Here’s the bottom line: society needs to stop thinking that raising children is solely the responsibility of a woman. Women are being encouraged to return to the workplace, but the processes aren’t yet in place to make this easy, so there’s a fundamental imbalance with women returning to work whilst childcare and domestic duties are still almost universally viewed as their responsibility. We need to change this way of thinking and embed a more distributed vision of responsibilities when people are young, rather than attempting to change the conversation when it’s already too late. Women and men should be on a par when it comes to childcare (and domestic duties), and that means society shouldn’t expect women to balance both being a mother and holding down a job as the de facto option. It is expected of mothers that they carry out most, if not all domestic duties, and no amount of government of business support will shift changes in behaviours without society as a whole shifting their expectations on mothers. Of course, each family should operate however they feel best, but in order to make an informed decision, there has to at least be a clear option to combine responsibilities — where is the flexibility for men to be supported in paternity leave after the statutory two weeks? Last year, just 1.84% of jobs offered the option of enhanced parental leave to new fathers.  


The maternity and paternity leave policies of many workplaces are decided by men and a lot of businesses (63% according to latest figures, but 81% pre-2019) and C-suites are run by men. With a lot of these men, approximately 66%, additionally being of the older 50+ generation, it means that a small set of traditional values are the ones in charge of deciding policies and driving change.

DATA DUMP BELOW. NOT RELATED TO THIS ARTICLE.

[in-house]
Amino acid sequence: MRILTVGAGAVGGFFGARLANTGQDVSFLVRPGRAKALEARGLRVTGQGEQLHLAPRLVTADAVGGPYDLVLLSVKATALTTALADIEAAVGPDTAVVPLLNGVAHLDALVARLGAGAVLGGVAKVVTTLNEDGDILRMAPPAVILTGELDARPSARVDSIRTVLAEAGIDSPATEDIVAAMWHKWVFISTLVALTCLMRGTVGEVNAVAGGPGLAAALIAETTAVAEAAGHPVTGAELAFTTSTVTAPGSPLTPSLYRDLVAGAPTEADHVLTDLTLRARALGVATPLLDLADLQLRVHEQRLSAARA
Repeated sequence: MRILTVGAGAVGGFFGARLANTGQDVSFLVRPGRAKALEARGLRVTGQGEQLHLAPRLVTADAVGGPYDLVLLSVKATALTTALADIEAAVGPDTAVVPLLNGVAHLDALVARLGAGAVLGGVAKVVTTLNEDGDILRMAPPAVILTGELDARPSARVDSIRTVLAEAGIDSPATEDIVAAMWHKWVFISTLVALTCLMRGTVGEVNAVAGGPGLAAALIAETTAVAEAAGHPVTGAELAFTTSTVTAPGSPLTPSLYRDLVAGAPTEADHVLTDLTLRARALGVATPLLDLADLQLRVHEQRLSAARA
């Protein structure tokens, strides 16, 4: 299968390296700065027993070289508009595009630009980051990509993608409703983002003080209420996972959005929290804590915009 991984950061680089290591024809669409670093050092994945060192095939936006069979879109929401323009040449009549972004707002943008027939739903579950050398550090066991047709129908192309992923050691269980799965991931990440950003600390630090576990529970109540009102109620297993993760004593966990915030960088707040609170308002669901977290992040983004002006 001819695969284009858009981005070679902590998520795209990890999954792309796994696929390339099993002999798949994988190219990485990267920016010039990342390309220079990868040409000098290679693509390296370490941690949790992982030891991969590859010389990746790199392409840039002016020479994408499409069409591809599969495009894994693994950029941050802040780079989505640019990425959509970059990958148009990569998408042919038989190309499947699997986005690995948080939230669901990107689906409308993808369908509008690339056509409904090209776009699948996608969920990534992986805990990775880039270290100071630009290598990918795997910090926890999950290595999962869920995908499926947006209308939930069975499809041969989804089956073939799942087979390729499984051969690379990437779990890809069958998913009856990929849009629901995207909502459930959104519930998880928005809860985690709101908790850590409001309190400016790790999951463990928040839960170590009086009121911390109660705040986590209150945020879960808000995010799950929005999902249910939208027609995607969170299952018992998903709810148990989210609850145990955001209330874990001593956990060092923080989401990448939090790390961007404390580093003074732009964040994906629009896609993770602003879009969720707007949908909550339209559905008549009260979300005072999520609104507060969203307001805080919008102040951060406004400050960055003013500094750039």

Although HR also have a core role in changing the conversation and shifting the language used when it comes to talking about maternity and paternity leave, ultimately, companies need to go back to their core values to work out how they want to portray themselves and how they’re communicating their values via their internal policies and that lies with the C-suite. The C-suite ultimately decides if policies can change or not — and it needs to put their gender and values aside and ask: what is the vision, purpose, and values of our organisation and, crucially, how are these aligned with the people who work for us? Many workplaces have policies that state things like “This is how we’re helping women with childcare” - why highlight women in phrases like this? Resetting the way we use language and changing it to incorporate both sexes needs to start internally so it can be filtered through the company, including into external marketing and comms too. 

I’ve used maternity and paternity here, but another valid question is: should it simply be renamed statutory pay? What’s the point in separating it into male and female?

Starting the conversation

The most important thing is to not pay lip service to changing your policies if you haven’t had time to scrutinise them and canvas your staff — both male and female — to check that what you’re saying is fair and reflective of the changes that actually need to take place. The only way we can balance the scales across society, business practice and government policy is if everyone talks to each other and conversations are open and honest. Society needs a shift, and that’s huge: it won’t happen overnight. But if we start the conversation now, there’s the hope of a stronger, more fit-for-purpose landscape for future generations to feel empowered in. 

 Lauren Coe, Employee Experience Strategy Director at Zone/Cognizant